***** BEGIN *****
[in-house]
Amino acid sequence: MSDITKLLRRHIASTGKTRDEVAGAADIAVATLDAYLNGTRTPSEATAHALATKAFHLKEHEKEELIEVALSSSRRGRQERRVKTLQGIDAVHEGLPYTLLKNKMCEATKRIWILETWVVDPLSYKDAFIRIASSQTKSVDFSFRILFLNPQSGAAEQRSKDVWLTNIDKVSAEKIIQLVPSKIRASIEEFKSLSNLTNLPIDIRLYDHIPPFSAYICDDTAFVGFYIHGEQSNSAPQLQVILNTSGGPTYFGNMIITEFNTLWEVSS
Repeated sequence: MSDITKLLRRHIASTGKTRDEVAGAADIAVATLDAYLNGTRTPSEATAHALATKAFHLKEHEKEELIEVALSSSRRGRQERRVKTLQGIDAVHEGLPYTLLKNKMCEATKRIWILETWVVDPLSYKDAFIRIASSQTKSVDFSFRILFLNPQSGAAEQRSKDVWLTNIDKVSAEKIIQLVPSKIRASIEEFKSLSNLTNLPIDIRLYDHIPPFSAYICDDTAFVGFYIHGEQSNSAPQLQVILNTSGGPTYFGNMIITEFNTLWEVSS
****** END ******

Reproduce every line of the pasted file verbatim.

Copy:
[in-house]
Amino acid sequence: MSDITKLLRRHIASTGKTRDEVAGAADIAVATLDAYLNGTRTPSEATAHALATKAFHLKEHEKEELIEVALSSSRRGRQERRVKTLQGIDAVHEGLPYTLLKNKMCEATKRIWILETWVVDPLSYKDAFIRIASSQTKSVDFSFRILFLNPQSGAAEQRSKDVWLTNIDKVSAEKIIQLVPSKIRASIEEFKSLSNLTNLPIDIRLYDHIPPFSAYICDDTAFVGFYIHGEQSNSAPQLQVILNTSGGPTYFGNMIITEFNTLWEVSS
Repeated sequence: MSDITKLLRRHIASTGKTRDEVAGAADIAVATLDAYLNGTRTPSEATAHALATKAFHLKEHEKEELIEVALSSSRRGRQERRVKTLQGIDAVHEGLPYTLLKNKMCEATKRIWILETWVVDPLSYKDAFIRIASSQTKSVDFSFRILFLNPQSGAAEQRSKDVWLTNIDKVSAEKIIQLVPSKIRASIEEFKSLSNLTNLPIDIRLYDHIPPFSAYICDDTAFVGFYIHGEQSNSAPQLQVILNTSGGPTYFGNMIITEFNTLWEVSS